February 7, 2022

Construction Warranties: Have You Seen Me Lately?

By: Christopher D. Cazenave, Partner Jones Walker, LLP

A construction contract typically contains many different types of warranties.  Owners expect contractors to explicitly warrant their workmanship, contractor-provided materials and equipment, and in many instances to assume other warranty risks that may obligate the contractor years after the project is completed. 

No contractor wants to be surprised years after a project is completed by the existence of warranty obligations that were not considered or negotiated at the outset of the project.  To help avoid this situation, warranties should be treated similar to other critical risk-sharing provisions in the contract in concert with other bargained-for provisions, including for example price and schedule. 

This article provides a brief overview of warranty obligations found in typical construction contracts followed by a few practical considerations for contractors to consider when negotiating warranty obligations. 

Typical Explicit Warranties Spelled Out in the Construction Contract

Explicit or express warranties are those spelled out in writing in a contract. While construction contracts can differ greatly, a good starting point to consider typical explicit warranties is to look at provisions from a standard industry contract such as ConsensusDocs (CD) 200—Standard Agreement and General Conditions Between Owner and Constructor (Lump Sum Price). The express warranties in CD 200 found at Sections 3.8 and 3.9 cover (1) materials and equipment, (2) warranty that the work is performed is a good and workmanlike manner, and (3) vendor warranties. 

Contractors typically warrant that the materials and equipment provided under the contract will be new, of good quality, and free from defects.  There are important details and limitations for the contractor to consider, however, for owner-provided and subcontractor-provided materials and equipment. When possible, keep risk with the party who has control of that risk and beware of unreasonable risk-shifting warranty provisions that leave the contractor—instead of other more appropriate parties—holding the bag.  As seen with Section 3.8.2 of CD 200, owner-provided materials and equipment should be “covered exclusively by the warranty of the manufacturer” and not the responsibility of the contractor. Subcontractor warranties can be trickier and careful attention needs to be given to the flow-down provisions such that the subcontractor’s warranty obligations to the contractor parallel the contractor’s obligations to the owner.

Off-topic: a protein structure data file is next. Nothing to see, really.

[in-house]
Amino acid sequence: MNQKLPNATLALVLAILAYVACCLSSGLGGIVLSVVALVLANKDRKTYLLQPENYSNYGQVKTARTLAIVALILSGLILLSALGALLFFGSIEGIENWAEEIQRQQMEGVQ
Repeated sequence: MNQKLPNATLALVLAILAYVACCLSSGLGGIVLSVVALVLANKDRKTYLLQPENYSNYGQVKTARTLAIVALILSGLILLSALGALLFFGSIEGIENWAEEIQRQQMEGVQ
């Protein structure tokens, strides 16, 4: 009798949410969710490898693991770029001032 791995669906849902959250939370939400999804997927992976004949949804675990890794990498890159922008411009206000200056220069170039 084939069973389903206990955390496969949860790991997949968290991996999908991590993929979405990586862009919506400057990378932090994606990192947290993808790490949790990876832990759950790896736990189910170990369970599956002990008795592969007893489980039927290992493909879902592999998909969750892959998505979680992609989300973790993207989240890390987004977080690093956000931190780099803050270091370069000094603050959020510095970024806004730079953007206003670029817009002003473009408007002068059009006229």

The contractor also explicitly—and impliedly by law as discussed below—warrants that the work (as that term is defined under the contract) will be performed in a good and workmanlike manner free from material defects.  Relatedly, the contractor is warranting that craft labor have suitable training and experience. Further, the work must normally comply with express specifications, procedures, and any applicable legal and industry standards. A contractor’s warranty against defective work often dovetails with the callback (repair) warranty, which warrants that the work will be free from defects for a period of one year after substantial completion of the project—another topic that will be expanded upon below. 

A third type of express warranty typically provided is warranty of equipment or a system that is warranted directly from the third-party manufacturer or distributor. The contractor is not usually a party to the vendor’s warranty.  And vendor warranties are often not included in the construction contract although they may be a required submittal from the contractor to ensure the warranty is being provided. Contractors should be wary of agreeing to obtain a warranty from a vendor that is more expansive than the warranty offered by the vendor.

Warranties Implied by Statute or Common (Court-Made) Law

Another source for warranties on a construction project may be federal or state statutory or common law.  Implied warranties are similar state-to-state but there are important exceptions that should be vetted with your attorney depending on what law will apply to the contract. This includes whether the Uniform Commercial Code (UCC) may be applicable to the construction contract, which is separate important consideration not covered in this article. The two common implied warranties described here are (1) good workmanship and (2) vendor literature.